Arts & Culture

Arts and culture

Julio Chacon

Another big weekend is heading our way. There’s plenty to do—here’s a snapshot. Saturday morning Artpace shuts down parts of downtown. Artpace’s Taylor Browning explains Chalk It Up.

“We are! We’ve closed streets to traffic from Flores to Jefferson. We’ll be having Artpace Chalk It Up from 10 AM to 4 PM on 5 blocks of Houston Street.”

Teams will create intricate 8 by 10 chalk murals. Twenty thousand people will be playing in the streets.  They'll have food trucks and a lot more.

In 1972, composer Steve Reich wrote a piece that — theoretically — anyone can play. No instruments are required for “Clapping Music” other than the human body. The music is produced by two performers, each clapping the same rhythm in 12/8 time. After repeating the phrase eight times, one performer shifts his or her rhythm by one beat. This same process is repeated 12 times, creating an interlocking series of patterns that tickle the ear with polyrhythmic delight. It sounds simple, but it’s hard to pull off.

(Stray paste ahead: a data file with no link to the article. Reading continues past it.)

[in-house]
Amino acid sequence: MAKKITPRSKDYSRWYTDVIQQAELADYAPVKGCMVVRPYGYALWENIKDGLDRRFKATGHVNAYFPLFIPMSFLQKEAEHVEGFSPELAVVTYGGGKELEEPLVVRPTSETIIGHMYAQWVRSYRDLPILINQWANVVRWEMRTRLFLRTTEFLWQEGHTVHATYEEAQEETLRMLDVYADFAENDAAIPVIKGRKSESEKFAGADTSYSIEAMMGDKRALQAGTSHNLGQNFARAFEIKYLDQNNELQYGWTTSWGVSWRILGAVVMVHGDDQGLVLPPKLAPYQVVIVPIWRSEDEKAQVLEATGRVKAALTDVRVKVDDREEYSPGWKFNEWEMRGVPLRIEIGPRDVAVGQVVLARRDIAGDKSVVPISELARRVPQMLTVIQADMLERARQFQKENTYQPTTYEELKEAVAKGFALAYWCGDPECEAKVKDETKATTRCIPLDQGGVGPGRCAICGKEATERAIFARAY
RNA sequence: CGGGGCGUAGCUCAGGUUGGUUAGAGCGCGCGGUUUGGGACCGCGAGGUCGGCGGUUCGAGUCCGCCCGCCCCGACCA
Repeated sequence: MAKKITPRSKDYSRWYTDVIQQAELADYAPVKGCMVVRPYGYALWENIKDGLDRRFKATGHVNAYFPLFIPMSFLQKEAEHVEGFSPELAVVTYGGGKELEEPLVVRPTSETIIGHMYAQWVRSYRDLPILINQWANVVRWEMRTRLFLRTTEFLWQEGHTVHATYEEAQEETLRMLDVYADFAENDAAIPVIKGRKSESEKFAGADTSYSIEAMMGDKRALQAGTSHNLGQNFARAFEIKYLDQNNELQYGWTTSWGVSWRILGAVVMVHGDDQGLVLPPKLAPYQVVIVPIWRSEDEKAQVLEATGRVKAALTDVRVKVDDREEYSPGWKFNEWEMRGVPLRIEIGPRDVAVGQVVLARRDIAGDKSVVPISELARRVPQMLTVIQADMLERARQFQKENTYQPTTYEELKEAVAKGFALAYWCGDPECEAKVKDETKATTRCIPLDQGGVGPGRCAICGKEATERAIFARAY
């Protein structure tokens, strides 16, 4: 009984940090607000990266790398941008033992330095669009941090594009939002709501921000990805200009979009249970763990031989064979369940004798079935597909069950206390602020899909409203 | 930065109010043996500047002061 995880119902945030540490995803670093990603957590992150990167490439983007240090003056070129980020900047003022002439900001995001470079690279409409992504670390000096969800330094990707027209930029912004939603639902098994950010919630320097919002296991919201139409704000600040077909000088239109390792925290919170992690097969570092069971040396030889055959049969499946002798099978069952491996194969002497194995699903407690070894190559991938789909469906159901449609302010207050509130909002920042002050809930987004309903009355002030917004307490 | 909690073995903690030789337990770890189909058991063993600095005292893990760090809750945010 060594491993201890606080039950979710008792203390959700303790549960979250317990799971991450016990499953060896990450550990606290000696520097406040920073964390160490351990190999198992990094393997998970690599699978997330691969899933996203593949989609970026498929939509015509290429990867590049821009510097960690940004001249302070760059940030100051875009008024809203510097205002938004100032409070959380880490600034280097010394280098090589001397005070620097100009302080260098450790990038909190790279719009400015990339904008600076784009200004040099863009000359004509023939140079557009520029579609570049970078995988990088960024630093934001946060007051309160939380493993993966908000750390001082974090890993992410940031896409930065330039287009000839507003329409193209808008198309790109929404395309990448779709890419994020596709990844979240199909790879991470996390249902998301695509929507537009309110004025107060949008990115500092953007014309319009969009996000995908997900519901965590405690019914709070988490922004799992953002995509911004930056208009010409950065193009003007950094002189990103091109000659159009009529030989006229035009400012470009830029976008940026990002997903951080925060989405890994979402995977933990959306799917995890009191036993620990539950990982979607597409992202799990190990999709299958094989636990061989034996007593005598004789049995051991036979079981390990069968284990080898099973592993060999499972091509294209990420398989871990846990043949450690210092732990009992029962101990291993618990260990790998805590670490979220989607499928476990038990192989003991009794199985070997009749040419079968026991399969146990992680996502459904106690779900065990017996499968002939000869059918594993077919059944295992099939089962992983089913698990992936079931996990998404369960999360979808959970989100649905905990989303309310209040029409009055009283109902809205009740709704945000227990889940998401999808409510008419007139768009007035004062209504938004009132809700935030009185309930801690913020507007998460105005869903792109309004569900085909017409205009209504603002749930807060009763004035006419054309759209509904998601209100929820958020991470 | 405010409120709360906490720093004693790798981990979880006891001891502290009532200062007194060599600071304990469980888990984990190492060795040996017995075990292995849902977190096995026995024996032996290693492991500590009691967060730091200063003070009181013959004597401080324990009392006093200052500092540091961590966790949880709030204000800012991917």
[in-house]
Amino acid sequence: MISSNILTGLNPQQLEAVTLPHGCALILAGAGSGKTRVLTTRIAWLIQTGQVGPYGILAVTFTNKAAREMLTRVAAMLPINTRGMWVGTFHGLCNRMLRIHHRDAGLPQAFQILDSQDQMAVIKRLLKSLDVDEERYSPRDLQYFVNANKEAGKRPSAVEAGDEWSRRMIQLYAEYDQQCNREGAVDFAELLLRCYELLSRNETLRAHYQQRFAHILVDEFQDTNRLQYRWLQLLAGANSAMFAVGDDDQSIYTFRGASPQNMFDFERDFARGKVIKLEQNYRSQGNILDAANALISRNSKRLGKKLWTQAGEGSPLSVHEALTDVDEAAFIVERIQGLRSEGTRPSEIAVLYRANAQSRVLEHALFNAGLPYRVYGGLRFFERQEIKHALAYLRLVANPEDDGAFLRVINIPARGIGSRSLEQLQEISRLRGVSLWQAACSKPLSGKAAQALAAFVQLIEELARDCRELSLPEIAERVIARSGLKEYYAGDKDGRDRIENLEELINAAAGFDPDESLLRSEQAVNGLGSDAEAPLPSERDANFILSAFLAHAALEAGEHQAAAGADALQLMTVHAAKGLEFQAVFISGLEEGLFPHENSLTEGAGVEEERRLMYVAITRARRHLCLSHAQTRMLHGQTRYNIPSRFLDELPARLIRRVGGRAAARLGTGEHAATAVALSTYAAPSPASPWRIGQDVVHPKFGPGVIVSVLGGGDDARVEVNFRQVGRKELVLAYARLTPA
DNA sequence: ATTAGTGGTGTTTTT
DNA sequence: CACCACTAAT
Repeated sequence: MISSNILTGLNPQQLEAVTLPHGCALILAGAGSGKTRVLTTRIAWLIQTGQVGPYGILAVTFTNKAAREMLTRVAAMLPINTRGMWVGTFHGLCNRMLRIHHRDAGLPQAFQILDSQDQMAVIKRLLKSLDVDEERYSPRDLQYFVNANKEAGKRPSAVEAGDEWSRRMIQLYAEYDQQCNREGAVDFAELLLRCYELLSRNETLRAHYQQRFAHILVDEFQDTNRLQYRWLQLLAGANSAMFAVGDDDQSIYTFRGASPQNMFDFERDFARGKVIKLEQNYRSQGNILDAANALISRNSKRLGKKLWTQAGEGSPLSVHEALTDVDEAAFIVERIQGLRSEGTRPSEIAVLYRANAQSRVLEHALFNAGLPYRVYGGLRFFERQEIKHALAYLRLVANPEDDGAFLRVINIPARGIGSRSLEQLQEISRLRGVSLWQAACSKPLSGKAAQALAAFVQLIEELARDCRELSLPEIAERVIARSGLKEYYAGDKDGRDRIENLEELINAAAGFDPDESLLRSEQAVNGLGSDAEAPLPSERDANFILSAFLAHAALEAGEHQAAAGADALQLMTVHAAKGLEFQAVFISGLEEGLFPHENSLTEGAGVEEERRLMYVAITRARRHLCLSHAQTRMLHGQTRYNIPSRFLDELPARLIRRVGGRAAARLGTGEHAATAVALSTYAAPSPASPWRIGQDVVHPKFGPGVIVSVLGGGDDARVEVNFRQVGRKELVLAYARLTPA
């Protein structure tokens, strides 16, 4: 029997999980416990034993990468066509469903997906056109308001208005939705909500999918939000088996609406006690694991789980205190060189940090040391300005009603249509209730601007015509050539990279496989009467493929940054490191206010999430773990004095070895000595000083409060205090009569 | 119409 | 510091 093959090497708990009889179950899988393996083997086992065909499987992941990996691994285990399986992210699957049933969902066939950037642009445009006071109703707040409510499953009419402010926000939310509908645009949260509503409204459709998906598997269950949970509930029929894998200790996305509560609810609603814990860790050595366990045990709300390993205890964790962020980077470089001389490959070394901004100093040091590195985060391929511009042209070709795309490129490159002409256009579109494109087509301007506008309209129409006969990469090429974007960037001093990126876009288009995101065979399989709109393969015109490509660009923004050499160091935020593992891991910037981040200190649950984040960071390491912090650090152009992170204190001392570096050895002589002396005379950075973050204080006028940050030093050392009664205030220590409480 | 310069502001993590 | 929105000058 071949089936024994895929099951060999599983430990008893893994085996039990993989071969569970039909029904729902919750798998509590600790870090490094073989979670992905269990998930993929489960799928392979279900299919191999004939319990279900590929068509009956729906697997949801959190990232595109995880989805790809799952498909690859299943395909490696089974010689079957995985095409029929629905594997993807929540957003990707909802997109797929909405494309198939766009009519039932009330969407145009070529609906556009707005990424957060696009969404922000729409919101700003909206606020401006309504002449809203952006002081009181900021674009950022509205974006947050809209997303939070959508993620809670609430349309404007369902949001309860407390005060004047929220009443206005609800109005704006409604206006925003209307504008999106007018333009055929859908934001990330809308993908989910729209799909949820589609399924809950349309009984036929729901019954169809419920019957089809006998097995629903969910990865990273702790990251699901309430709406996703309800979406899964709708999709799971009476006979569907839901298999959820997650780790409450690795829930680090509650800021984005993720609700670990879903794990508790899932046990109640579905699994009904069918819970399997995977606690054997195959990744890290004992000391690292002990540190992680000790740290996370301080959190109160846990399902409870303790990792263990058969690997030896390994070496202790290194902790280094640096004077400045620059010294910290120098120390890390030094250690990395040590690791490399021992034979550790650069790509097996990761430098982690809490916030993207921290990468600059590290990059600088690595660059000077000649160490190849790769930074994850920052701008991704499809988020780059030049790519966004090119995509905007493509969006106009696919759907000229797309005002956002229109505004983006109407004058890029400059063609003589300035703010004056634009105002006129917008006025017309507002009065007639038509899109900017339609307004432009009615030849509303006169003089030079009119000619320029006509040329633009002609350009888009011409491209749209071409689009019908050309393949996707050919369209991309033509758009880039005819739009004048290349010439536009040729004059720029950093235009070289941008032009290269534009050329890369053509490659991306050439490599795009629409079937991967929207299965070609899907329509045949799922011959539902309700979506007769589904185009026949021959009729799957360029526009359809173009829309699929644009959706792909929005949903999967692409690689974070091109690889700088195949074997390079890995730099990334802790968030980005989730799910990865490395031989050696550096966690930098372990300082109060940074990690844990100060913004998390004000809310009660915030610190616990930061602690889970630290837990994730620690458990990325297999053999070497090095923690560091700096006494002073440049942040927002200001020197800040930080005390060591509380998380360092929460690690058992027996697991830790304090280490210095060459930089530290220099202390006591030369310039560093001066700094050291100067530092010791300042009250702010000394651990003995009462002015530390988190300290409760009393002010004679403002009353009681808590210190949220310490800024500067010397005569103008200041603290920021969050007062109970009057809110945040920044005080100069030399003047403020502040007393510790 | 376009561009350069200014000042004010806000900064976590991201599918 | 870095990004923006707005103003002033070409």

Vincenzo Sansone

It’s a new theatrical production, but if you’re expecting to just find your seat in a theater and be entertained, you’ve got another thing coming.  Just about nothing in this Trinity University Human Communication Theatre partnership production called Invisible Cities is standard. Director Pino di Buduo is here from Italy, and he steps us through the production.

San Antonio River Foundation

The Mission Concepcion Art Portal may well be the city’s single biggest piece of art, and it’s nothing short of enormous. It’s 84 feet wide, and that’s by far the shortest angle. The long angle is a 188 feet. Artist Stacy Levy calls the installation River Return.

“This is a park that sits right between the river and Mission Concepcion. But when you stand here you can’t really see either one of them that easily.”

San Antonio’s Ricardo Chavira, best known for his role as “Carlos” on the hit TV program Desperate Housewives, wraps up a special summer gig this week as host of TPR’s weekly broadcasts of the San Antonio Symphony on KPAC 88.3 FM and KTXI 90.1 FM (you can hear the program Saturday night at 7 p.m.). “It’s one of the things I’m most proud of,” he says with a smile. But it isn’t the only thing that’s been keeping him busy.